I’m a big GP fan and understand drivers will always get paid a fortune compared to what we do. But I think it is unreasonable to think that drivers or any sportsmen are above the worlds economic climate.

    Companies all over the world are laying off staff and or implementing wage cuts. I don’t see why sport should be any different.

    I agree with James that this is a bit of a non story. The super licence does sound expensive. But as much as I’m a fan and love the sport and all that surrounds it, I’m not going to loose any sleep over whether Alonso or Raikkonen can afford their mortgage or put petrol in their car because times are hard.

  4. Andrew Fovargue says:

    I don’t believe a ceiling should be set on drivers’ salaries, provided it’s above minimum wage the employee / employer should be allowed a free rein to work on whatever terms they want.

    If the very best drivers carry a 0.3 sec per lap advantage over the field, that has to be invaluable? How much do you have to spend on R&D to get that back? More than a driver’s salary, I’d guess.

    Frank Williams had it right in the early 90s though – Build the best car and you’ll get it driven for peanuts.

  5. murray de schot says:

    In essence, the question over whether to reduce Drivers’ Salaries is largely a pointless one.

    We should bear in mind that a driver’s earnings are NOT solely dependent on the retainer they receive from their teams in the large.

    Instead, their wealth is fortified by personal sponsorship, personal appearances, merchandising and licencing deals and endorsements.

    That aside, their day-to-day clothing is profided – in the whole – free of charge. Their watches, if not paid to wear them, will at least bear their name in an exclusive agreement with the watch manufacturer, which reaps it’s own financial revenue stream for the drivers concerned. Likewise, sunglass companies are queing up at their business manager’s doors. The Superyachts and powerboats in the Med will no doubt be supplied at cost (at most!), in return for a few photos and handshakes given out at strategic boating shows. Likewise, the latest private jet or helicopter. Oh, and, of course, the day-to-day car will, quite naturally, be supplied by whichever motoring manufacturer has an alliegance to their team.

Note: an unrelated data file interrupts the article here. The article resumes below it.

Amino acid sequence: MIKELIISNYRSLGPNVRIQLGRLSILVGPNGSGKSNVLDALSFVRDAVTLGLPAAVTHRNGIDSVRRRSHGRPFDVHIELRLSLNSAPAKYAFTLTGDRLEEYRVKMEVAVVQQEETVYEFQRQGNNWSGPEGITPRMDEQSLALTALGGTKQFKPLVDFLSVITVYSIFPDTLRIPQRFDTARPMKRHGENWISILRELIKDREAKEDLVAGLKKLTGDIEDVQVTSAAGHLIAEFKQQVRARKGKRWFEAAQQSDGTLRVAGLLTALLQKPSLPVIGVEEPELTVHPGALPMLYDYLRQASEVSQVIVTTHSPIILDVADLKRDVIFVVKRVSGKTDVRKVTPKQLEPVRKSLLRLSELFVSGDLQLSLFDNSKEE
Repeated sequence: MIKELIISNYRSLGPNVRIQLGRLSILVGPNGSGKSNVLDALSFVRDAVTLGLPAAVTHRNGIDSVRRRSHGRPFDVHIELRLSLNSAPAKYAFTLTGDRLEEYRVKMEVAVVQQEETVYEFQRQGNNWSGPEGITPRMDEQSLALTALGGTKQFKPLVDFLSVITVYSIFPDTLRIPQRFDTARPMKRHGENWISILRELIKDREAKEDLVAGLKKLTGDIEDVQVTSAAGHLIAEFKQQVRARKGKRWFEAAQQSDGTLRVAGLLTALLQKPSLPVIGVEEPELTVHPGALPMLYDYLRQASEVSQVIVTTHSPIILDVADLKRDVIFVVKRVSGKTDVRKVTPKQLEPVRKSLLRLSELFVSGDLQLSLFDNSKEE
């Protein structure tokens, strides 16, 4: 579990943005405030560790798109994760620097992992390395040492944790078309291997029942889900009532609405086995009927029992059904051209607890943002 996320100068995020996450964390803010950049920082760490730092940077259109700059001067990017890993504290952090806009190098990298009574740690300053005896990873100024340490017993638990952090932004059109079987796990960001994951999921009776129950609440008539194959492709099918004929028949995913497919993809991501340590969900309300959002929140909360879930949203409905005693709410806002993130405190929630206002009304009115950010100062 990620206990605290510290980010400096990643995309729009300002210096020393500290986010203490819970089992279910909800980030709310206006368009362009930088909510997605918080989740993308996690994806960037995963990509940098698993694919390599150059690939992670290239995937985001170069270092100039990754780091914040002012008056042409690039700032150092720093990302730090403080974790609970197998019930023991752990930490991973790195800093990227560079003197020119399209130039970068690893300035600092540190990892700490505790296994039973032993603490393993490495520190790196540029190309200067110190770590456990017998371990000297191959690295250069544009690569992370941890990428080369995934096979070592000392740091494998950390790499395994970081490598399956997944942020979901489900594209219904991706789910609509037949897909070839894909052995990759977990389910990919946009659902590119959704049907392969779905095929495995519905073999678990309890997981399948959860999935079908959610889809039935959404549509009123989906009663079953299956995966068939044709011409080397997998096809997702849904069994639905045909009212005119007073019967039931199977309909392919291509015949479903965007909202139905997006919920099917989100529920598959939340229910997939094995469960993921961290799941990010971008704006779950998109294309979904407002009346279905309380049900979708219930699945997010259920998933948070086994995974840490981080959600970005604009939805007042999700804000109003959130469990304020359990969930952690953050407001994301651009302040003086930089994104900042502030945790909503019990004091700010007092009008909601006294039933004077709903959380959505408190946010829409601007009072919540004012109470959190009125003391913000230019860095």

Outwith all that, there is of course, the not-so-inconsequential matter of the investment returns that are made through hard-cash millions.

    In one interview I read about, in America in 1997 Willi Weber stated in a US Television Programme he estimated Michael Schumacher THAT year (1997 remember!) would earn $100 million!

    To top it all, 90% of the grid are ensconsed (or at least registered as living) in Tax Havens.

    Don’t cry for the drivers taking paycuts of a million or two. They’ll still have VERY restful nights sleep!

  6. Matt says:

    Hey James, I did believe your writing skills are far than the average columnist and even your commenting skills yet I have to say I’m changing my ideas.

    Firstly it’s known that Raikkonen has a contract that will expire at the end of 2010 rather than 2011. Or, perhaps you have an well connected insiders in Ferrari that tells you he has just got a new contract from Luca!

    Another thing is, the guy who used to get 2.8m pounds in the team is Kubica rather than Heidfeld. Nick got about 11m euro last year.

    Guy you are just disappoint your fellow guys!

  7. speedmerchants says:

    JA writes: Raikkonen’s deal was indeed extended to end of 2010, hence all my stories about Alonso’s deal tere being for 2011 – that was a typo in my original post on this topic saying 2011 – thanks to Matt for spotting it. However, Matt, as to Heidfeld’s salary, I don’t think he’s on anything like €11 million. The figure I got was from Formula Money, which is usually pretty good on these things.

  8. Boston F1 Fan says:

    - I have no problem with them being paid this much, and if in the current climate a corporate sponsor is against it, they should pull out. I believe that Honda made the correct decision in pulling out of F1; they were laying off workers, ending the livelihoods of hundreds of people and could no longer fathom the cost of the team as well as Jenson’s exorbitant salary.